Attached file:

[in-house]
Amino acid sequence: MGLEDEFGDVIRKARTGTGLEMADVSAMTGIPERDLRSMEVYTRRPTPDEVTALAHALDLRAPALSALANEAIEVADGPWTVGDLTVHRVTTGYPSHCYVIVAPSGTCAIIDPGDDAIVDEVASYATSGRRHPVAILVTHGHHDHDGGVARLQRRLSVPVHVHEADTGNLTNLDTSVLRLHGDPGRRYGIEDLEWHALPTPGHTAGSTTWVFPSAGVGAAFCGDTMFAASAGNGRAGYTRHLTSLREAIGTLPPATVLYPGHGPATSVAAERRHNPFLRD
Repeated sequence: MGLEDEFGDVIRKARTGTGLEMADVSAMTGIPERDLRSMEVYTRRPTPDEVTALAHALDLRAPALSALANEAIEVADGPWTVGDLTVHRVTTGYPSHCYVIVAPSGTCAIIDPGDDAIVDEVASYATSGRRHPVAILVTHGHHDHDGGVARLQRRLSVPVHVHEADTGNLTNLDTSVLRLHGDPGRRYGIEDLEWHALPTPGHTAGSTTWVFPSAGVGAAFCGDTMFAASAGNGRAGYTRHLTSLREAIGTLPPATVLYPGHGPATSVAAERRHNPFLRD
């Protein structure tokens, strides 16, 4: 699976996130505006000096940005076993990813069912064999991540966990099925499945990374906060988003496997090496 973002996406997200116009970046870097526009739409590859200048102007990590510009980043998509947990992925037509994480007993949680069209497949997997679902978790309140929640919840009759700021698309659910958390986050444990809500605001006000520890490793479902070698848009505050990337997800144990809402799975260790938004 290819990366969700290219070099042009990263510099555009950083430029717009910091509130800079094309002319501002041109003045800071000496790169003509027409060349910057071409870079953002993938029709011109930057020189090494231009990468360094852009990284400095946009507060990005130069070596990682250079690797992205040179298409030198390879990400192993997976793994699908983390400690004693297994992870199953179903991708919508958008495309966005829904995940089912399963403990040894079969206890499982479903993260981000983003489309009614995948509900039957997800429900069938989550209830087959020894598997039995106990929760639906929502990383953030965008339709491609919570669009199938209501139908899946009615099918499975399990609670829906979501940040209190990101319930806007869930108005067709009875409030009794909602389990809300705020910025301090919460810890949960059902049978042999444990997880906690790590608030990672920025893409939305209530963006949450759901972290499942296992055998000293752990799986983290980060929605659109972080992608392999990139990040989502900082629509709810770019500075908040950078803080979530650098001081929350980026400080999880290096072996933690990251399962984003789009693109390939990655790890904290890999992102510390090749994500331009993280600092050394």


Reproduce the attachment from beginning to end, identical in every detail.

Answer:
[in-house]
Amino acid sequence: MGLEDEFGDVIRKARTGTGLEMADVSAMTGIPERDLRSMEVYTRRPTPDEVTALAHALDLRAPALSALANEAIEVADGPWTVGDLTVHRVTTGYPSHCYVIVAPSGTCAIIDPGDDAIVDEVASYATSGRRHPVAILVTHGHHDHDGGVARLQRRLSVPVHVHEADTGNLTNLDTSVLRLHGDPGRRYGIEDLEWHALPTPGHTAGSTTWVFPSAGVGAAFCGDTMFAASAGNGRAGYTRHLTSLREAIGTLPPATVLYPGHGPATSVAAERRHNPFLRD
Repeated sequence: MGLEDEFGDVIRKARTGTGLEMADVSAMTGIPERDLRSMEVYTRRPTPDEVTALAHALDLRAPALSALANEAIEVADGPWTVGDLTVHRVTTGYPSHCYVIVAPSGTCAIIDPGDDAIVDEVASYATSGRRHPVAILVTHGHHDHDGGVARLQRRLSVPVHVHEADTGNLTNLDTSVLRLHGDPGRRYGIEDLEWHALPTPGHTAGSTTWVFPSAGVGAAFCGDTMFAASAGNGRAGYTRHLTSLREAIGTLPPATVLYPGHGPATSVAAERRHNPFLRD
């Protein structure tokens, strides 16, 4: 699976996130505006000096940005076993990813069912064999991540966990099925499945990374906060988003496997090496 973002996406997200116009970046870097526009739409590859200048102007990590510009980043998509947990992925037509994480007993949680069209497949997997679902978790309140929640919840009759700021698309659910958390986050444990809500605001006000520890490793479902070698848009505050990337997800144990809402799975260790938004 290819990366969700290219070099042009990263510099555009950083430029717009910091509130800079094309002319501002041109003045800071000496790169003509027409060349910057071409870079953002993938029709011109930057020189090494231009990468360094852009990284400095946009507060990005130069070596990682250079690797992205040179298409030198390879990400192993997976793994699908983390400690004693297994992870199953179903991708919508958008495309966005829904995940089912399963403990040894079969206890499982479903993260981000983003489309009614995948509900039957997800429900069938989550209830087959020894598997039995106990929760639906929502990383953030965008339709491609919570669009199938209501139908899946009615099918499975399990609670829906979501940040209190990101319930806007869930108005067709009875409030009794909602389990809300705020910025301090919460810890949960059902049978042999444990997880906690790590608030990672920025893409939305209530963006949450759901972290499942296992055998000293752990799986983290980060929605659109972080992608392999990139990040989502900082629509709810770019500075908040950078803080979530650098001081929350980026400080999880290096072996933690990251399962984003789009693109390939990655790890904290890999992102510390090749994500331009993280600092050394």